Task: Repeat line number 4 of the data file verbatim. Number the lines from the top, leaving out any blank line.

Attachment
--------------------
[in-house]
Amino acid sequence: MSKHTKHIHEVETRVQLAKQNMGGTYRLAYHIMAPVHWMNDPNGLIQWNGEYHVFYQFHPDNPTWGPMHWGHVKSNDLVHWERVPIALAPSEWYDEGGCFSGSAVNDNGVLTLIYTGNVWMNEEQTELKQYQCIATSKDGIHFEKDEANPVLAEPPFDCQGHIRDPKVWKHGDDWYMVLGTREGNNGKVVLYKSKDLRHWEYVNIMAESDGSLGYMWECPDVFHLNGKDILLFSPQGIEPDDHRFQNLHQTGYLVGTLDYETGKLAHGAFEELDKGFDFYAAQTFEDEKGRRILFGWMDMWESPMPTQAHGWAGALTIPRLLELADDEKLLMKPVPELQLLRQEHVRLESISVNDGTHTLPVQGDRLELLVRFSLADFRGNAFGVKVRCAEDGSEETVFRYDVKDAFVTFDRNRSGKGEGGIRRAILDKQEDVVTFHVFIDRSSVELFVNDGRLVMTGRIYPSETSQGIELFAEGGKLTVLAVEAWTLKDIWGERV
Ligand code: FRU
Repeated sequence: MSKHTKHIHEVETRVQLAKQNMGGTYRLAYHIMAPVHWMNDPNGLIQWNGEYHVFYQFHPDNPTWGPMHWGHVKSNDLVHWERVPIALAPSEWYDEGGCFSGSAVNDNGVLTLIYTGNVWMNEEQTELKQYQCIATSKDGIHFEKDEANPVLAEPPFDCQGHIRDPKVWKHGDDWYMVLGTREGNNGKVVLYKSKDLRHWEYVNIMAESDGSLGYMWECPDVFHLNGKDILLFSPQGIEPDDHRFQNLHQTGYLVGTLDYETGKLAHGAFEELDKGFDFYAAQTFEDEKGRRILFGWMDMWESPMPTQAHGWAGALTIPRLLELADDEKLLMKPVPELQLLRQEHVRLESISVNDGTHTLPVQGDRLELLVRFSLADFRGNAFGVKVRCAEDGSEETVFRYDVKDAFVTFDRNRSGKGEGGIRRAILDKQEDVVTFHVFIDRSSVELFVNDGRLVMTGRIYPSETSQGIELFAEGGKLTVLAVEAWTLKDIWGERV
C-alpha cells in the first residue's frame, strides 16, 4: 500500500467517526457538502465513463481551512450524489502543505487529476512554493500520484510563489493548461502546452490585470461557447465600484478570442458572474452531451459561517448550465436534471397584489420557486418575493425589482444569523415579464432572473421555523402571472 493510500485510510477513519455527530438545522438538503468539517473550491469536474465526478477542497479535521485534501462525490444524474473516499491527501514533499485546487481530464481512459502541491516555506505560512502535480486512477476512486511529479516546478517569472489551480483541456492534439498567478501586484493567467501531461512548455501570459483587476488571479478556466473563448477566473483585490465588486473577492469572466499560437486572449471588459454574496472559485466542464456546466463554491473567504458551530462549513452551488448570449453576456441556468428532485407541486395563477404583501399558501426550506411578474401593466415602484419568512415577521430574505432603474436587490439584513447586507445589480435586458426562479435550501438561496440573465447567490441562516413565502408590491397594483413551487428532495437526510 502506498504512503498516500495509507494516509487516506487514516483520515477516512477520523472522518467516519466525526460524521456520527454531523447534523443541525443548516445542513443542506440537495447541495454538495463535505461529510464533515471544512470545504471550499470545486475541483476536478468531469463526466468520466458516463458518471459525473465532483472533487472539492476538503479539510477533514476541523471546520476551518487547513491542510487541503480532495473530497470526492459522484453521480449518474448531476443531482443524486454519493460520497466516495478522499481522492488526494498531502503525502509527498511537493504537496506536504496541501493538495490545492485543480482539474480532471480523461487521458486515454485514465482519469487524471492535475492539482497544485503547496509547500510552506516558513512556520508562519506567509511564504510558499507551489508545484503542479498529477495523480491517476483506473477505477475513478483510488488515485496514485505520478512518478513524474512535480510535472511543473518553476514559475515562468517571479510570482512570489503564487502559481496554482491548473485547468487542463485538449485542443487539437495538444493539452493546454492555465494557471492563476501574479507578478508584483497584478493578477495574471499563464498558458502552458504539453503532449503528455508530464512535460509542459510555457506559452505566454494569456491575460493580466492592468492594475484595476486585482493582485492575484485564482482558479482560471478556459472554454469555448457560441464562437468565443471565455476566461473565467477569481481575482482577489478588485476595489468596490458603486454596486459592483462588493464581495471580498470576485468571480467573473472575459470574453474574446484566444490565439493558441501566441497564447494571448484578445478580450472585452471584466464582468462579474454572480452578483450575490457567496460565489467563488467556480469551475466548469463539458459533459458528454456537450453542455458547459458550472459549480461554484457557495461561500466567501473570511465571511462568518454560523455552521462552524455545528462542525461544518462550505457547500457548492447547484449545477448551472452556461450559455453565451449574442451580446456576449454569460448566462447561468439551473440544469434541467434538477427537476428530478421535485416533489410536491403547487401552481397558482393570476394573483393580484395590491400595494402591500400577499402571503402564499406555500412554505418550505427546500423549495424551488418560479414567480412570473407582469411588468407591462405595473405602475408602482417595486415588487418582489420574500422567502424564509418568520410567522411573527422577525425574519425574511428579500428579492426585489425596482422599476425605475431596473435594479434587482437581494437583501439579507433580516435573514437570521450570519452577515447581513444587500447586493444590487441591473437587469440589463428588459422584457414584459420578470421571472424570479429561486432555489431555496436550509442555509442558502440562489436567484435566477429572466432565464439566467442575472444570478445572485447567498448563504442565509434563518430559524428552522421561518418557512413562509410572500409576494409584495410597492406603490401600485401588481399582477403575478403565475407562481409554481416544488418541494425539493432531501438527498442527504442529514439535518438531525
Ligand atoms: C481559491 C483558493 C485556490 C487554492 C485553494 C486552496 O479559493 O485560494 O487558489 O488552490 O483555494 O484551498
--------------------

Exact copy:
Repeated sequence: MSKHTKHIHEVETRVQLAKQNMGGTYRLAYHIMAPVHWMNDPNGLIQWNGEYHVFYQFHPDNPTWGPMHWGHVKSNDLVHWERVPIALAPSEWYDEGGCFSGSAVNDNGVLTLIYTGNVWMNEEQTELKQYQCIATSKDGIHFEKDEANPVLAEPPFDCQGHIRDPKVWKHGDDWYMVLGTREGNNGKVVLYKSKDLRHWEYVNIMAESDGSLGYMWECPDVFHLNGKDILLFSPQGIEPDDHRFQNLHQTGYLVGTLDYETGKLAHGAFEELDKGFDFYAAQTFEDEKGRRILFGWMDMWESPMPTQAHGWAGALTIPRLLELADDEKLLMKPVPELQLLRQEHVRLESISVNDGTHTLPVQGDRLELLVRFSLADFRGNAFGVKVRCAEDGSEETVFRYDVKDAFVTFDRNRSGKGEGGIRRAILDKQEDVVTFHVFIDRSSVELFVNDGRLVMTGRIYPSETSQGIELFAEGGKLTVLAVEAWTLKDIWGERV